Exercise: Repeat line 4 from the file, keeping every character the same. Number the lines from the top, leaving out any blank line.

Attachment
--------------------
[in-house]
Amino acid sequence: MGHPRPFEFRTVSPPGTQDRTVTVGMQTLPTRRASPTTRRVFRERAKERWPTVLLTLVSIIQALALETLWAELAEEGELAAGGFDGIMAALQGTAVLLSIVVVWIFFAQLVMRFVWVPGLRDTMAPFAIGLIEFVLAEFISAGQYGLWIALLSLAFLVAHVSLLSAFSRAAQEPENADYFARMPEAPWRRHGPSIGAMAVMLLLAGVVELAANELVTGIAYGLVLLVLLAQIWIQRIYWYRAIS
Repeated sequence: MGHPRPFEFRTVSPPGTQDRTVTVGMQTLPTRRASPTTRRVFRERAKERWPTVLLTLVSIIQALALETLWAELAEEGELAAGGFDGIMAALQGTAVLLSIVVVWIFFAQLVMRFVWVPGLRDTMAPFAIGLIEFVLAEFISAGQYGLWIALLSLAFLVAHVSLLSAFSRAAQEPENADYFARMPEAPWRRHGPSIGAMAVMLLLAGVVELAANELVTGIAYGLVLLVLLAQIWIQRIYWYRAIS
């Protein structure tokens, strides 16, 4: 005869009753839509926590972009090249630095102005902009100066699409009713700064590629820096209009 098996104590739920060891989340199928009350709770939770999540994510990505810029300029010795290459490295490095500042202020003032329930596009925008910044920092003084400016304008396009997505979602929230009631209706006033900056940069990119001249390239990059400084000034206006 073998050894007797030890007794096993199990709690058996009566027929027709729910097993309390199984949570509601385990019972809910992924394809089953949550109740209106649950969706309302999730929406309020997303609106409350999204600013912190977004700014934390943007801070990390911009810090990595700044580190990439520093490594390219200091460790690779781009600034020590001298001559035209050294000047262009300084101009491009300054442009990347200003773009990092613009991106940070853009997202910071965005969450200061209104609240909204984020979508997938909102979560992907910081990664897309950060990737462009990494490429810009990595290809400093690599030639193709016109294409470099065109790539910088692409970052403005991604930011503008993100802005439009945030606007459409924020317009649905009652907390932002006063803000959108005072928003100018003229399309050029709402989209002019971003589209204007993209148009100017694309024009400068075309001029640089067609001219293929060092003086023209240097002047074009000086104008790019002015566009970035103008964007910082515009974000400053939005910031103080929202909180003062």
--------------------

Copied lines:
């Protein structure tokens, strides 16, 4: 005869009753839509926590972009090249630095102005902009100066699409009713700064590629820096209009 098996104590739920060891989340199928009350709770939770999540994510990505810029300029010795290459490295490095500042202020003032329930596009925008910044920092003084400016304008396009997505979602929230009631209706006033900056940069990119001249390239990059400084000034206006 073998050894007797030890007794096993199990709690058996009566027929027709729910097993309390199984949570509601385990019972809910992924394809089953949550109740209106649950969706309302999730929406309020997303609106409350999204600013912190977004700014934390943007801070990390911009810090990595700044580190990439520093490594390219200091460790690779781009600034020590001298001559035209050294000047262009300084101009491009300054442009990347200003773009990092613009991106940070853009997202910071965005969450200061209104609240909204984020979508997938909102979560992907910081990664897309950060990737462009990494490429810009990595290809400093690599030639193709016109294409470099065109790539910088692409970052403005991604930011503008993100802005439009945030606007459409924020317009649905009652907390932002006063803000959108005072928003100018003229399309050029709402989209002019971003589209204007993209148009100017694309024009400068075309001029640089067609001219293929060092003086023209240097002047074009000086104008790019002015566009970035103008964007910082515009974000400053939005910031103080929202909180003062």